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An Atlas of Biblical Place Names

September 20, 2015 Linda Rosenkrantz

By Luke Williamson

Looking into Biblical names? You don’t need to limit yourself to those that have always belonged to people. Check out the place names!

Place names often have a wide range of associations, because places exist for hundreds of years. An example is the way Shiloh is referred to in three books of the Bible: it’s a backdrop for a prophesied king in Genesis, a disturbing event in Judges and holy gatherings in 1 Samuel.

Bible places are a source of fresh names (and some bizarre ones). While the flavors of the original languages are almost lost in the familiarity of the personal names Timothy and Hannah, the place names Athens and Kadesh still strongly savor of Greek and Hebrew. Only a handful of Biblical places are familiar as personal names (Jordan, Sharon). If you do pick a less familiar name, research the pronunciation.

Place names bring us a world of variety. Though the Bible was written in Hebrew and Greek, not all the places are in Israel, and only a handful are in Greece.

Let’s start at the beginning: the first book of the Bible. Here, place and personal names overlap as we read of people who end up with places named after them by their descendants: places like Israel and its twelve tribes, Lydia, Elam, Egypt, Thracia, possibly Rhodes, Javan (Hebrew for Greece), Cush and the Akkadian Empire. I would love to meet a girl called Akkadia/Accadia.

Israel is in the foreground of the Old Testament, and we hear about its cities, towns and dependencies, like Jerusalem/Salem, Jericho, Gibeon, Hebron, Gilead, Joppa, Kadesh, Bethany, Bethlehem, Beth-Aven and Bethel. The twelve tribal territories were Reuben, Simeon, Judah, Dan, Naphtali, Gad, Asher, Zebulun, Issachar, Ephraim, Manasseh and Benjamin. By New Testament times, the north was Samaria and the south Judea.

Notice all those beths in town names? Just as Sharon means plain, Beth means town, and it can easily be a name in its own right. So could Kiriath, which pops up in several place names and means city.

Israel’s neighborhood included the lands of Lebanon, Midian, Sheba and Kedar and the cities of Damascus and Memphis (now an American city, too!). Further away, Tarshish (perhaps Spain), Ethiopia and India are mentioned in the Old Testament.

As the church spreads like wildfire in the New Testament, we find many of the same names again plus a huge new range. Peter preaches to people of Parthia, Asia (a much narrower term in those days) Scythia, Mesopotamia, Cappadocia, and Libya. Paul goes to Arabia, Cilicia, Lystra, Galatia, Macedonia, Achaia, Thessalonica, Berea, and Malta. The –a ending on all these limits them to girls, but if you want to find a boys’ name, some of them can be shortened (Macedon) or given an –n (Galatian, Berean). ‘Cretan’, unfortunately, looks like ‘cretin’! City names with other endings are Athens, Rome, Corinth, Derbe, Sidon, and Philippi (there’s an unusual way to get the name Philip!).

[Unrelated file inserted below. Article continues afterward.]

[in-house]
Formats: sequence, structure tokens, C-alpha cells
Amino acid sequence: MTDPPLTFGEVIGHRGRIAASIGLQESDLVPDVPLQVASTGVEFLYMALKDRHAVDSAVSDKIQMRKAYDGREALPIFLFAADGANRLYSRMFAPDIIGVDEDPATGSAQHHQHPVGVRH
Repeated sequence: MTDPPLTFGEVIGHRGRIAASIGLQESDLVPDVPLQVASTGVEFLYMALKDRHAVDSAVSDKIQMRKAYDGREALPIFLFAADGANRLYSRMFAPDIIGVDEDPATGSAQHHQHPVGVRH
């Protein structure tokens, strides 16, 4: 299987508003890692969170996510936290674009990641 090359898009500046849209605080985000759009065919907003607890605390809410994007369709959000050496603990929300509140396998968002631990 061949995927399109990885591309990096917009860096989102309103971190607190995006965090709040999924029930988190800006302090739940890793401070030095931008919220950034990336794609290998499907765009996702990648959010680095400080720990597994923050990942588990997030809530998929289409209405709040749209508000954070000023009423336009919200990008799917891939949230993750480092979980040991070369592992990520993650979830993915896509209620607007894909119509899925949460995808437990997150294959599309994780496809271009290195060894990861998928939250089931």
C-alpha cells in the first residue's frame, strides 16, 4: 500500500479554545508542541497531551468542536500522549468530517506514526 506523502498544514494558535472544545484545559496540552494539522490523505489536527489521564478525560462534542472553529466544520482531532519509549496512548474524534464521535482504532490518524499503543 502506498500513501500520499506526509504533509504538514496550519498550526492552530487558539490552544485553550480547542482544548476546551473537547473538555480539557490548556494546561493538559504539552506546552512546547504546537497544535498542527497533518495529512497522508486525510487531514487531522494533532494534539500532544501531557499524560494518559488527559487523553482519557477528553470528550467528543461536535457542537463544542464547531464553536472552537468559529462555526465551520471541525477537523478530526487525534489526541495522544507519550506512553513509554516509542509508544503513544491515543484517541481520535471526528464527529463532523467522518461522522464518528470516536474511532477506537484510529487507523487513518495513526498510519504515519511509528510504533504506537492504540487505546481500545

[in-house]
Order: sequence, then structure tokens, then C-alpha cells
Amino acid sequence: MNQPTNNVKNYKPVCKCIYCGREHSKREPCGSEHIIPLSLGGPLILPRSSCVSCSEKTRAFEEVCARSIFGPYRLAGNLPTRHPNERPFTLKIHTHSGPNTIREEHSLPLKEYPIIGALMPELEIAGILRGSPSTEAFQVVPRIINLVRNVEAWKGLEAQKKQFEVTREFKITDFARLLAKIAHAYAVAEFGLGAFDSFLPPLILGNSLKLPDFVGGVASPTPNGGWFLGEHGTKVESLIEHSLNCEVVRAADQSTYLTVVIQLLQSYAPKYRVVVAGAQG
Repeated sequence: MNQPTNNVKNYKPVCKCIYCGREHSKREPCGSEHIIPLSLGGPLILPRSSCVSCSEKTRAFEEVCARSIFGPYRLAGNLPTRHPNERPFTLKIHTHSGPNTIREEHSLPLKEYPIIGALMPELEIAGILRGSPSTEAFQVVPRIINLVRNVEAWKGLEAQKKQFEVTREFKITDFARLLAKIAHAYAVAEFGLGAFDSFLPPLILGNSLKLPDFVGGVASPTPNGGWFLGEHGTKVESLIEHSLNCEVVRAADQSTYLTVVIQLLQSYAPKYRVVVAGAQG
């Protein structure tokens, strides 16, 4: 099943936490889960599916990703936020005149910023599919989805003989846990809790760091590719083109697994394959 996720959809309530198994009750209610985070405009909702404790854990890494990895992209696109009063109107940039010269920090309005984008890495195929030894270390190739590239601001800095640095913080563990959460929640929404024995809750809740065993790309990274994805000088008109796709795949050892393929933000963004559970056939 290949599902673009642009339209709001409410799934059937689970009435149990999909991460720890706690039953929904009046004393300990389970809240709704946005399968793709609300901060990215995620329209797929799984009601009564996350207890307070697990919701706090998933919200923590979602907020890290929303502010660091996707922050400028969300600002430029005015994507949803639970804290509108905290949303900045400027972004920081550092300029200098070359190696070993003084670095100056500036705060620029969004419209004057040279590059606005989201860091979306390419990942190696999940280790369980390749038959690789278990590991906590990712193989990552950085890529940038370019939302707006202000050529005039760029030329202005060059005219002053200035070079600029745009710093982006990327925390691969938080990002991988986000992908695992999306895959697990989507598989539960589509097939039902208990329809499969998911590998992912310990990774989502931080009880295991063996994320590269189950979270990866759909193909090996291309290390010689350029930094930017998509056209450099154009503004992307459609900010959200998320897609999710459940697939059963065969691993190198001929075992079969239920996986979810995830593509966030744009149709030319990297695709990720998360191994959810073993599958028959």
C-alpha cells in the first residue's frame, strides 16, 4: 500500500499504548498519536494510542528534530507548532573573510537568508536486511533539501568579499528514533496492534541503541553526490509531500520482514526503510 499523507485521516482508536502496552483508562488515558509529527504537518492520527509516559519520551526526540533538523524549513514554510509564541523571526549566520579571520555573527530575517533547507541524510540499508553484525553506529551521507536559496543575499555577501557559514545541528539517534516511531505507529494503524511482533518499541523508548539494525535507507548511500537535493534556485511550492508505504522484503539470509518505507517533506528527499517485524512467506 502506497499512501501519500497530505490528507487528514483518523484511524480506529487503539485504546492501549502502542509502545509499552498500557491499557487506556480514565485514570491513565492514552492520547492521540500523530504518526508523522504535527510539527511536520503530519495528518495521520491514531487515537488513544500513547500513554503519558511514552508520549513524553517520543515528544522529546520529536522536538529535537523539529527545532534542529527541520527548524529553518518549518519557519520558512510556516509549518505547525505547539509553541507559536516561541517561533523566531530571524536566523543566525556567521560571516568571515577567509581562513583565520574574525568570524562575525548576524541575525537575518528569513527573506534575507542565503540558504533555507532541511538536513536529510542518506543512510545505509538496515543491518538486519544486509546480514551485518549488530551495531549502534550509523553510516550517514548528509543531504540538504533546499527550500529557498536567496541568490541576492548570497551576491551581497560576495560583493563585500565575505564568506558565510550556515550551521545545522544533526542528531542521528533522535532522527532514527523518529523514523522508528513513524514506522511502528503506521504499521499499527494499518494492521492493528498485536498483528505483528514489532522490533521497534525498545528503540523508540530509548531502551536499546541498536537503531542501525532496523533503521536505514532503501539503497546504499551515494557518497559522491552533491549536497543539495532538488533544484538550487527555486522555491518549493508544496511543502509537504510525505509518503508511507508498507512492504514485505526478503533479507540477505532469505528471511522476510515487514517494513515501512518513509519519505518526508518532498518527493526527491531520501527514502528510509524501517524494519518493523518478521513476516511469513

Don’t forget the list of cities tucked away in Revelation, including Smyrna, Pergamon, Thyatira (Tira for short), Philadelphia (another American city namesake) and Laodicea.

With the Bible, it’s hard to find names, either of people or places, with only positive associations. Generally, ugliness will be exposed in anything human, even the ‘good guys’ – unless perhaps they’re mentioned very briefly! However, even with a negative association, there’s often a positive message. While the Laodiceans are roundly criticised, they are given some great advice (and had a lovely sister-church in the city of Colossae). Besides, it can be a good thing to carry around with you a warning and reminder of weakness as well as a celebration of strength.

Just for fun, let’s zero in on Persia, a pretty alternative to Elam. A woman in the New Testament is called Persis, meaning Persian. The land of Persia has a rich and varied story in which the Bible features prominently. Nowadays we call it Iran, so the name Persia has a lovely 0ld-world feel.

Places are not only cities, countries and so on. They can also be natural places like rivers (Nile, Tigris, Jordan), seas (Galilee, Mediterranean, Red), mountains/hills (Zion/Sion, Olivet, Hermon, Carmel, Mars – yes, really) and places of wandering (Ziph, Elim).

Finally, don’t forget places of the start and end of the Bible, the places of creation and eternity – Earth and New Earth. ‘Earth’ and ‘universe’ don’t work well as names, but try the Latin Terra. Getting more specific, we have Eden, Nova Salem (a spin on New Jerusalem) Heaven, and Nevaeh (Heaven backwards).

Luke Williamson is a baby name consultant (cymycy.com), proofreader, and writer in New Zealand. He studied English literature, Chinese, and linguistics at university and sticks his nose into a dozen other topics, too. All of them enrich his fascination with names.

 

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